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Hepatitis A

Learn more about the condition

Off on your travels? Make sure you’re in the know about all the vaccinations you may need. Here we explain the signs, symptoms, treatments and vaccinations for hepatitis A.


What is hepatitis A and how do you catch it?

Hepatitis A is a liver infection caused by a virus. It’s usually spread via the stool of someone infected. Parts of the world with poor sanitation, men who have sex with men, and people who inject drugs are most at risk of contracting the infection.

Generally the areas with the highest cases of hepatitis A are those where sanitation and food hygiene are poor. These include parts of Africa, the Indian subcontinents, the Far East, the Middle East and Central and South America.

You can contract hepatitis A in a number of ways:

• From someone with the infection not washing their hands thoroughly and preparing food which you eat

• Washing hands in contaminated water and preparing food that you eat

• Drinking contaminated water (including ice cubes)

• Eating raw or undercooked seafood sourced from contaminated water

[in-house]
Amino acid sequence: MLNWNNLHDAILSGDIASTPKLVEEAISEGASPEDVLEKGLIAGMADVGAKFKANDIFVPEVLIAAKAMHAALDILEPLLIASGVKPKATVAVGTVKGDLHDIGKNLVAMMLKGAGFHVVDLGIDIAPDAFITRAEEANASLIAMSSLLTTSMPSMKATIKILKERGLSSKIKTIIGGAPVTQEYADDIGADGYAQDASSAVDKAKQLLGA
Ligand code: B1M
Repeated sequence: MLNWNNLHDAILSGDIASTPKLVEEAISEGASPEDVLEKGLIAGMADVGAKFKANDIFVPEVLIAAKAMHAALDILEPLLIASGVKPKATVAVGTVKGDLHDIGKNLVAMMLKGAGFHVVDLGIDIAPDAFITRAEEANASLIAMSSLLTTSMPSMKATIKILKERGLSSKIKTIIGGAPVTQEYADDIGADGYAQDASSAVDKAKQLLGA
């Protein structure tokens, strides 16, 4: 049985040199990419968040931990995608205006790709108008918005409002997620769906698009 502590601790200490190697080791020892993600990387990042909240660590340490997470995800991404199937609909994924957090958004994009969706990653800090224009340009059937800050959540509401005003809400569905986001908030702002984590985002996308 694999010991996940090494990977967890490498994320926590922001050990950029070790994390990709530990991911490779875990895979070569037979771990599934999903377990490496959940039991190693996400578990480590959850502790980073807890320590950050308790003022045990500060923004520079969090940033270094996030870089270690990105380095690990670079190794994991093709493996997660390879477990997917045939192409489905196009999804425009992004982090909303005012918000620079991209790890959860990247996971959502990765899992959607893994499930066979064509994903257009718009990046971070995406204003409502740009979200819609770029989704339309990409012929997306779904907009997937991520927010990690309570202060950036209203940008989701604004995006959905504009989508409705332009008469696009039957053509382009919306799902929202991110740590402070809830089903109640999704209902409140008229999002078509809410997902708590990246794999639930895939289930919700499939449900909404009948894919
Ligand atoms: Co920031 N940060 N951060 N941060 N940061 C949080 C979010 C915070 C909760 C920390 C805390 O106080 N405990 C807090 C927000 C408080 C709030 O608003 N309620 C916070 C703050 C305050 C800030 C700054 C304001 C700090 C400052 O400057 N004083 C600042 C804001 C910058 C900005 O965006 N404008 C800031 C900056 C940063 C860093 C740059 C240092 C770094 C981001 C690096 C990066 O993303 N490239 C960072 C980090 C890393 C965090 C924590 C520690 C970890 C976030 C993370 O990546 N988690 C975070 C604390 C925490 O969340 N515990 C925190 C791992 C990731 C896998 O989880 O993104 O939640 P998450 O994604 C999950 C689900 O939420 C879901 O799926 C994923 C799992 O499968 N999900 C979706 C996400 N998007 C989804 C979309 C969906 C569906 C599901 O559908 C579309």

• Being in close contact with someone who has the infection

• Having intercourse with someone with the infection (particularly men who have sex with men)

• Injecting drugs using contaminated equipment

The infection is at its most contagious stage in the two weeks before symptoms appear, up until about a week after the symptoms first show.


Signs and symptoms

Hepatitis A symptoms usually develop approximately four weeks after becoming infected, however some people don’t experience any.

Symptoms include:

• Feeling tired

• Generally feeling unwell

• Pain in joints and muscles

• High temperature

• Decrease or loss of appetite

• Nausea or vomiting

• Tummy pain in the upper-right area

• Yellowing of skin and eyes

• Dark urine and pale stools

• Itchy skin

Symptoms usually subside within a couple of months. If you have symptoms, it’s always best to speak to your GP.


Treatment

Although there’s no cure for hepatitis A, it will normally pass on its own within a couple of months. If you’re struggling with any symptoms or you haven’t started to improve within a couple of months, speak to your GP for further advice.


Vaccination

The hepatitis A vaccine isn’t routinely given because the risk is so low in the UK, but if you are travelling to a country with a risk of the disease, vaccination is recommended.


How long does hepatitis A vaccination last?

A booster is recommended after 6-12 months to provide protection for 25 years.


Our service

For a free assessment, expert advice and vaccinations, book an appointment online with Boots Travel Vaccinations and Health Advice Service. Ideally, this should be six to eight weeks before departure, but it’s never too late to seek advice if you're leaving sooner.